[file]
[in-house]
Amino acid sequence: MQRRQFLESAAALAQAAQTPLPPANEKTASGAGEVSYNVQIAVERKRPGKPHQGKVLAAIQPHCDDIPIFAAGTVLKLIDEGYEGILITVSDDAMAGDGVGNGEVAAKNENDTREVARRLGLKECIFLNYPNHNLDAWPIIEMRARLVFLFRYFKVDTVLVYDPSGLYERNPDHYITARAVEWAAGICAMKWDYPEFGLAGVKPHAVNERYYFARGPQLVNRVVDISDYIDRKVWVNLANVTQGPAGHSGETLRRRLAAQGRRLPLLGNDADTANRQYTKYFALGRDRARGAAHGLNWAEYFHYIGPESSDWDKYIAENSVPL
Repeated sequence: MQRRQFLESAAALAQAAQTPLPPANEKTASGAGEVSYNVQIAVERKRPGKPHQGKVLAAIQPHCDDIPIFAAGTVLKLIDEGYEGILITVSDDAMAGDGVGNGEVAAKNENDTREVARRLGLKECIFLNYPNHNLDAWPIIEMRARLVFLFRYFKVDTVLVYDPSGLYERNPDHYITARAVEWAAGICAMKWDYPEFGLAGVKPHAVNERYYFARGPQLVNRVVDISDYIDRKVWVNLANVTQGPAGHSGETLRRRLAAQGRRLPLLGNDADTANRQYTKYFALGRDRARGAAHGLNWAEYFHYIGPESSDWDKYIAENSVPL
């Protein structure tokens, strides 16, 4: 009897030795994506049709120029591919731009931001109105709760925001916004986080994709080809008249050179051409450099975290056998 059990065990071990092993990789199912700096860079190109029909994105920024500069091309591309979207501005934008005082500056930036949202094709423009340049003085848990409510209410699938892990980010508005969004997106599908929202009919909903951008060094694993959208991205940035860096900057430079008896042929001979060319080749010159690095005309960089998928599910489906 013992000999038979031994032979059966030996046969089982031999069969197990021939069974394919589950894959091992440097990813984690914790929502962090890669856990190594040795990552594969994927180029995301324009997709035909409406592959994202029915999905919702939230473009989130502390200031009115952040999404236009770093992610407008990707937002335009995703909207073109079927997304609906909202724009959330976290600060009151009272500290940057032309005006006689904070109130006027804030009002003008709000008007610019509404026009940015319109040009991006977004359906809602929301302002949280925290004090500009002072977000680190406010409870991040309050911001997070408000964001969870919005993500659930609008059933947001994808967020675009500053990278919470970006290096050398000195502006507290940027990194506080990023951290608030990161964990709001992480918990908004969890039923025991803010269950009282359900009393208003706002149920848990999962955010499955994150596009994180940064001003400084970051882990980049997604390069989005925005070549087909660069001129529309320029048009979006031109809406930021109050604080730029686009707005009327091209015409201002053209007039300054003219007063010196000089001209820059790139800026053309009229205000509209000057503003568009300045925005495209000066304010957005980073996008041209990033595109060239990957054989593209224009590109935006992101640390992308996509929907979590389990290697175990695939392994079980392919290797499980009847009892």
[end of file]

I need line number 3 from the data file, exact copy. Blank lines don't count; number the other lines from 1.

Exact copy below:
Repeated sequence: MQRRQFLESAAALAQAAQTPLPPANEKTASGAGEVSYNVQIAVERKRPGKPHQGKVLAAIQPHCDDIPIFAAGTVLKLIDEGYEGILITVSDDAMAGDGVGNGEVAAKNENDTREVARRLGLKECIFLNYPNHNLDAWPIIEMRARLVFLFRYFKVDTVLVYDPSGLYERNPDHYITARAVEWAAGICAMKWDYPEFGLAGVKPHAVNERYYFARGPQLVNRVVDISDYIDRKVWVNLANVTQGPAGHSGETLRRRLAAQGRRLPLLGNDADTANRQYTKYFALGRDRARGAAHGLNWAEYFHYIGPESSDWDKYIAENSVPL